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Intellect is the faculty of reasoning and objective understanding. Intelligence is the ability to acquire knowledge and skills. Both of these definitions were yielded to me by my laptop, a general purpose machine, which is itself an ancestor of the Electronic Numerical Integrator and Computer (ENIAC). The ENIAC was the first programmable machine, built at the University of Pennsylvania in 1946. Up to that point, all tools were single-purpose — that is, designed to do one thing. Hammers, calculators, steam engines, and bow and arrows are all examples of single-use tools. The rise of computers made it so we can now set our tools to adapt themselves.

The rise of computing inspired researchers with various tales of techno-utopias, visions of abundance, and endless productivity. Alas, this was all to devolve into techno-Taylorism and the mere optimization of industries. The new machine mostly made our stuff faster, smaller, and wireless. Then the internet, endless sensors, and exponentially fast computing were all joined together. Again, we started wondering about the future. We were building machines beyond our understanding, and as such, it was becoming difficult for us to extrapolate what they might do and how our relationship with these tools might evolve.

This quick journey through time roughly gets us to today, where we’re mostly concerning ourselves with automation, artificial general intelligence, and robot overlords. Before we carry on with our journey into the future, I want to reflect on the nitty-gritty of humans, machines, and intelligence. I would like to indulge in a quick argument about the inevitable, organic nature of business: Anything that can save money for a business will happen. And anything that can be broken into sets of instructions can be done by a machine. As machines become exponentially more capable in the narrow manipulation of intellectual and physical property, it follows that anything that can be broken into sets of instructions and saves money (with no value lost) will be automated.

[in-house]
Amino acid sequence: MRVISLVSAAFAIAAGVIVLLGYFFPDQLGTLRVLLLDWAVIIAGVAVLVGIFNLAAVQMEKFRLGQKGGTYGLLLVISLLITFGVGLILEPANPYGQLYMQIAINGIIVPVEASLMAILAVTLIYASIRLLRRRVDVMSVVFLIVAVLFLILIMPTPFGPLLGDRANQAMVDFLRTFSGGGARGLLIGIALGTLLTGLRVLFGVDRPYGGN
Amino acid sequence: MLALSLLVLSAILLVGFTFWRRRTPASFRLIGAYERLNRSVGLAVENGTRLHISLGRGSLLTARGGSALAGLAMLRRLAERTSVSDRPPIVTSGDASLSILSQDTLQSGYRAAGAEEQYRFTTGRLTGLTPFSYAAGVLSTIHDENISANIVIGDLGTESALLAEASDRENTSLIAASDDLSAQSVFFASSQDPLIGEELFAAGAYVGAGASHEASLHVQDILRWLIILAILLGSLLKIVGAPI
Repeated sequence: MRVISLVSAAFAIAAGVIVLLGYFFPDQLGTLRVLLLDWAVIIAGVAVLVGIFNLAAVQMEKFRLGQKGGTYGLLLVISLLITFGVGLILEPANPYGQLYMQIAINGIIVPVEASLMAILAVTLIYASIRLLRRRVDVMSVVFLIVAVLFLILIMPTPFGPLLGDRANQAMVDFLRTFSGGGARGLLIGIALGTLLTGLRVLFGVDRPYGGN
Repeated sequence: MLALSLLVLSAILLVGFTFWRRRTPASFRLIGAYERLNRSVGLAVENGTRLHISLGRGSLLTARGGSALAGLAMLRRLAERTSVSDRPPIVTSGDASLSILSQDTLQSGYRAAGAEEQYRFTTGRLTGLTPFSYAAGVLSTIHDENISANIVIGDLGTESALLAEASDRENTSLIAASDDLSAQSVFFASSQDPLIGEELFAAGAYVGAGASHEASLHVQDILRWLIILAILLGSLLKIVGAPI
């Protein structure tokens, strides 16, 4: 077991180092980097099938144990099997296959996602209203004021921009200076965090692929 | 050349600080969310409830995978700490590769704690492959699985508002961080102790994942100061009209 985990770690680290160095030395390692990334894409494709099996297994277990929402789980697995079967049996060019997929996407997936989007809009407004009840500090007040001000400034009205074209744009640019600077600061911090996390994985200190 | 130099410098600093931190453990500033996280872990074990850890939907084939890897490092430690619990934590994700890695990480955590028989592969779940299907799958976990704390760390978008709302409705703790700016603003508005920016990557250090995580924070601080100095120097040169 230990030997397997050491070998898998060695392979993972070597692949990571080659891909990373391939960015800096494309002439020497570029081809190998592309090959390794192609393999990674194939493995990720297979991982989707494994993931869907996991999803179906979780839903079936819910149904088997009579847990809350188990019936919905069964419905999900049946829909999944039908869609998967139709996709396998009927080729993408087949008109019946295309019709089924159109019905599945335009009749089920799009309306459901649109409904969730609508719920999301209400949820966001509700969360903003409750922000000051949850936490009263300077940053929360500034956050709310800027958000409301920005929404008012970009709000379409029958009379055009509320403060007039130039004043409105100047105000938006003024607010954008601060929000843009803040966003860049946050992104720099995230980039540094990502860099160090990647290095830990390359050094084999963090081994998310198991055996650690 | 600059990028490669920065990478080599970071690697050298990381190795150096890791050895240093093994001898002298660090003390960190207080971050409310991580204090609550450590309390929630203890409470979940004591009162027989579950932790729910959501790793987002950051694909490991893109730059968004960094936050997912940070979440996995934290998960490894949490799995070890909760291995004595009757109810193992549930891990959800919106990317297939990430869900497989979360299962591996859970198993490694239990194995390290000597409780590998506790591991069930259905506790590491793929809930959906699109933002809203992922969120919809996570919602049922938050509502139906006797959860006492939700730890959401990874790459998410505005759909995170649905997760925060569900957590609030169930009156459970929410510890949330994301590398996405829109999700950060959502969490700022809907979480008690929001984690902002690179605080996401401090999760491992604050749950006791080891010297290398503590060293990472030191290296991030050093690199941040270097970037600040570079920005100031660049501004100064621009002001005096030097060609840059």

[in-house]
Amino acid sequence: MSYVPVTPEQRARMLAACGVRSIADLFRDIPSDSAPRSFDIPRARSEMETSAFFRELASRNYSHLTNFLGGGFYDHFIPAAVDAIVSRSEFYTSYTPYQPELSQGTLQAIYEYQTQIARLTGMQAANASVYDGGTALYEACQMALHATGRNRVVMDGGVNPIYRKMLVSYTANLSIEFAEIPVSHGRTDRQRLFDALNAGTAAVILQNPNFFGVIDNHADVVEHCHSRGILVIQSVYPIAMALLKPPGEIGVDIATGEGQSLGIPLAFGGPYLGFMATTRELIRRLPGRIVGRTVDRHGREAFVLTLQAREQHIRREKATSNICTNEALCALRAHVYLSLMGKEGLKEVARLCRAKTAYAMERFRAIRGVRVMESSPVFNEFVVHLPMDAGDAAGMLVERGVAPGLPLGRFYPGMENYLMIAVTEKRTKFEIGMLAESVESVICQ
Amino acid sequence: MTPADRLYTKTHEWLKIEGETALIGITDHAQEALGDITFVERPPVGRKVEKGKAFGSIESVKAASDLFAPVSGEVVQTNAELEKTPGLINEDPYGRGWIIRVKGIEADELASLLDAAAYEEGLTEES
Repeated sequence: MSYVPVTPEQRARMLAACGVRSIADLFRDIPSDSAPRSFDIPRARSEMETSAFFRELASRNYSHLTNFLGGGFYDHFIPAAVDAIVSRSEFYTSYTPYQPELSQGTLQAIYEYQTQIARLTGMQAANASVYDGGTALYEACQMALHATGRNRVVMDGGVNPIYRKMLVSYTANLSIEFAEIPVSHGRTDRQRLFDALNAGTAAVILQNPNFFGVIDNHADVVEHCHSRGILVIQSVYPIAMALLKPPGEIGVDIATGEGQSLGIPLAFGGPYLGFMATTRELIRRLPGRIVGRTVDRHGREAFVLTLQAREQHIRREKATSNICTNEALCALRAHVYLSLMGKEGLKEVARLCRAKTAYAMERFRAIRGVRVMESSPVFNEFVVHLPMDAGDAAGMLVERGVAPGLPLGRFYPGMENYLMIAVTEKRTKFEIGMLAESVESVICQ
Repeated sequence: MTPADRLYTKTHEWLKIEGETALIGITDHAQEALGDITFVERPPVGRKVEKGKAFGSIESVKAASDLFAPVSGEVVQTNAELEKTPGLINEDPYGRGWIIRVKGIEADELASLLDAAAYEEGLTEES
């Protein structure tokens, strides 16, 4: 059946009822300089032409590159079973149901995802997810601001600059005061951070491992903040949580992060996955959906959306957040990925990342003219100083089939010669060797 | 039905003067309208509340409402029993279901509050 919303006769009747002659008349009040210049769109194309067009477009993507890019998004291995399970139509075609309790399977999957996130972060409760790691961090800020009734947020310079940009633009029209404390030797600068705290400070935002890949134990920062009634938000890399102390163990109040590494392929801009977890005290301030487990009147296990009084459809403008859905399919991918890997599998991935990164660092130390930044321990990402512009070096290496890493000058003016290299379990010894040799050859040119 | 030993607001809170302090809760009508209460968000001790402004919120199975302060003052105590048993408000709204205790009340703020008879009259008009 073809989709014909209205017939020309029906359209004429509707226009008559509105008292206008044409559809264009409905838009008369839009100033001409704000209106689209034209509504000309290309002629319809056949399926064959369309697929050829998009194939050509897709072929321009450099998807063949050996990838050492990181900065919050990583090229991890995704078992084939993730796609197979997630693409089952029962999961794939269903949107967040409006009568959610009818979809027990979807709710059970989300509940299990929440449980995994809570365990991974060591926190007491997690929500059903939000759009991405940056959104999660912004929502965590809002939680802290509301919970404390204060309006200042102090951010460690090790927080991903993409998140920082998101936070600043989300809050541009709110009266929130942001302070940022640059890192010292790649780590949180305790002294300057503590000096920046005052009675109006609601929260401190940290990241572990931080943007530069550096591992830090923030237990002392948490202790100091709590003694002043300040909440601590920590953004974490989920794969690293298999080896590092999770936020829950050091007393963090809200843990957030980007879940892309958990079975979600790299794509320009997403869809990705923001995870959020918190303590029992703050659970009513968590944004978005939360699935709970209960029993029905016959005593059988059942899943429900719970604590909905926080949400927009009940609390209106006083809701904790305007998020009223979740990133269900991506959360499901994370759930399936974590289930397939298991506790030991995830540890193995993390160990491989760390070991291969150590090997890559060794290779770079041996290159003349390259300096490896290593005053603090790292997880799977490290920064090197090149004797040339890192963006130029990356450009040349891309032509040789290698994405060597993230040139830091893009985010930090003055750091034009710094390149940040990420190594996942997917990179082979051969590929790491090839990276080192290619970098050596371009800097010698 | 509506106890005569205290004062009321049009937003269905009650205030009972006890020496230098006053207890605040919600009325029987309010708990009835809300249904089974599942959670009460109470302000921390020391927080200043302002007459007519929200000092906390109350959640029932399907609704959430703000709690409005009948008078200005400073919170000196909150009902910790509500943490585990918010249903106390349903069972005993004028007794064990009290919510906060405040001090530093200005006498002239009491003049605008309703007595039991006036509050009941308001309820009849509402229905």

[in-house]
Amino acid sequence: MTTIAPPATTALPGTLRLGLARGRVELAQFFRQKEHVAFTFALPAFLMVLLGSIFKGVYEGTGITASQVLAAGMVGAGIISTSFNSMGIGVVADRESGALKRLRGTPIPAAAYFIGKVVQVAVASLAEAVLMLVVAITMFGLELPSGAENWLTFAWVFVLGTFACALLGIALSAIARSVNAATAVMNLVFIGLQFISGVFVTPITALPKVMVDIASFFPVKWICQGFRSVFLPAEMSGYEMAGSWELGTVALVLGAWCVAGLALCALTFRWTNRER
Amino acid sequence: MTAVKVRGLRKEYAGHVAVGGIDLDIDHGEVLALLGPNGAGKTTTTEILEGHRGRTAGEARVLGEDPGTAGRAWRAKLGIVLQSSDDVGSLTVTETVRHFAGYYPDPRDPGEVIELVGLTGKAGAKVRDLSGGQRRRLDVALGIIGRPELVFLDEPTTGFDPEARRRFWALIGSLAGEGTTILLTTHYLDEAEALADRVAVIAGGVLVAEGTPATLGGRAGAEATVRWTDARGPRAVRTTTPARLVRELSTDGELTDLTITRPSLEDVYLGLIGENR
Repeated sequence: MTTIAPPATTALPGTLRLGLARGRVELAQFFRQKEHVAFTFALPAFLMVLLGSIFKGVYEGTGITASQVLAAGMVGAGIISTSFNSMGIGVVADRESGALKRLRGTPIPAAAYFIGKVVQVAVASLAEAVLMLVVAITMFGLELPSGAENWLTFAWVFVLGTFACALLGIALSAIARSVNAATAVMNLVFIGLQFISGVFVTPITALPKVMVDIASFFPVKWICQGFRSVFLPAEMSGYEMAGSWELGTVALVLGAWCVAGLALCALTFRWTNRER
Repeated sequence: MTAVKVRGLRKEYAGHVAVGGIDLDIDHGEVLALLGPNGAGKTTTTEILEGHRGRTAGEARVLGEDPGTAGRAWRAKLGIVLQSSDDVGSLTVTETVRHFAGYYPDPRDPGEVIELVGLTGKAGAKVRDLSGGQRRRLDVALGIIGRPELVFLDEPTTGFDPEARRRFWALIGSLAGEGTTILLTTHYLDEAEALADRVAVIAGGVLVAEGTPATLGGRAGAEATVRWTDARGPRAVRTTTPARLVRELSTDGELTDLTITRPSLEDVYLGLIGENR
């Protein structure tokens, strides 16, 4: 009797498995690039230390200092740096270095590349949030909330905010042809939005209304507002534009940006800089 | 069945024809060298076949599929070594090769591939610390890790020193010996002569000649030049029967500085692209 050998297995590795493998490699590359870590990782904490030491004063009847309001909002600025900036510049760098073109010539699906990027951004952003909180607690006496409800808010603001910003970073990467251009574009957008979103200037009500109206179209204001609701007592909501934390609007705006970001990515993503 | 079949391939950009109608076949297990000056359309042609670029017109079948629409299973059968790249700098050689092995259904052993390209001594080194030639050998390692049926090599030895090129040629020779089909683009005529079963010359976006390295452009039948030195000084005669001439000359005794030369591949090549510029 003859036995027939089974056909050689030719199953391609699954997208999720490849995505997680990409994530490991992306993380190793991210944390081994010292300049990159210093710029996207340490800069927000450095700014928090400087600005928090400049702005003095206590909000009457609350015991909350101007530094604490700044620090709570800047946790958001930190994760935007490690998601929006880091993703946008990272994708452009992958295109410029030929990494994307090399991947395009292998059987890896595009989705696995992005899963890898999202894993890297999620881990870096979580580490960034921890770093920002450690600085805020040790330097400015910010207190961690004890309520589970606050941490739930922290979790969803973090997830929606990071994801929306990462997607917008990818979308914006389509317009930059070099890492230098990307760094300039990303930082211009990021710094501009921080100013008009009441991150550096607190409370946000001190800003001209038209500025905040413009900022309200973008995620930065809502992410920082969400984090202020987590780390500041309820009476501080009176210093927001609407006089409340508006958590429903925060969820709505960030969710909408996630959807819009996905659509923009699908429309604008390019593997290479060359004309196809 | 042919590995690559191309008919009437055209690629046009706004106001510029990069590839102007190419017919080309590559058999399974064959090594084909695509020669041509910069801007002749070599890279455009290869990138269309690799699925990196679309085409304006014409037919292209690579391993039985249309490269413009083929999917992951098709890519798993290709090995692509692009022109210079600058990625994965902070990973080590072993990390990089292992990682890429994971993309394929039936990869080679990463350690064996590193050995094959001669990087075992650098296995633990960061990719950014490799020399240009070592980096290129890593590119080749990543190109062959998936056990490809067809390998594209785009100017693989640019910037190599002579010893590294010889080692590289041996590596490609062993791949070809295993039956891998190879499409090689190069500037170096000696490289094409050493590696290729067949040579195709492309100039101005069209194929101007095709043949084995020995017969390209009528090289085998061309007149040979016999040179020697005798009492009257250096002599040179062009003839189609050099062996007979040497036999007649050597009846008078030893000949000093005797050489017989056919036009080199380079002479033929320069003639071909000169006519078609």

Now that we’ve covered that inevitability, let’s consider design. Intellect is objective. It is the domain of tasks that don’t require redundancy, exploration, or judgment — the hallmarks of human thinking. Tasks to include under this pillar would be driving a truckload of flowers from Amsterdam to London, semantically scanning a million medical journals for an answer, or counting apples in an orchard. In today’s technological landscape, this is where machine learning and statistical computing make significant progress. This is because these are largely linear and highly structured mechanistic flows.


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Intelligence, on the other hand, is conditioned in its subjectivity. It is the canvas to which we bring our mental, intellectual, and personal backlog. This is where exploratory innovation happens; where machines are our tools, not our replacements. It is the poetry that connects phenomena with frame.

Intelligence is the innovative idea the truck driver had while picking up empty plant pots in London, after listening to a podcast about the circular economy on the road. It is ideas that consolidate processes, break down silos, and make a resource more interoperable. Post-Taylorist thinking is multidimensional, unstructured, and very hard to plan for. Intelligent tasks cannot be automated, not until we build an artificial general intelligence at least.

This push and pull between intellect and intelligence is natural. When was the last time you were certain your gut instinct was right, only to objectively learn later that you were wrong?

Conversely, we all make inexplicable, on-the-fly choices when speaking to our spouses, meeting with our bosses, or playing sports. I don’t see any of us taking a calculator out when kicking a football. Let us consider what we do that is intellectual and what is intelligent. The first will be automated, either by us or by our (human) competitors. It is the intelligent design of automation that will lead the next generation of businesses.

Nitzan Hermon is a principal at Studio VV6, a communication studio, and technology consulting company. He is also a researcher and designer in AI, human-machine augmentation, and language processing.

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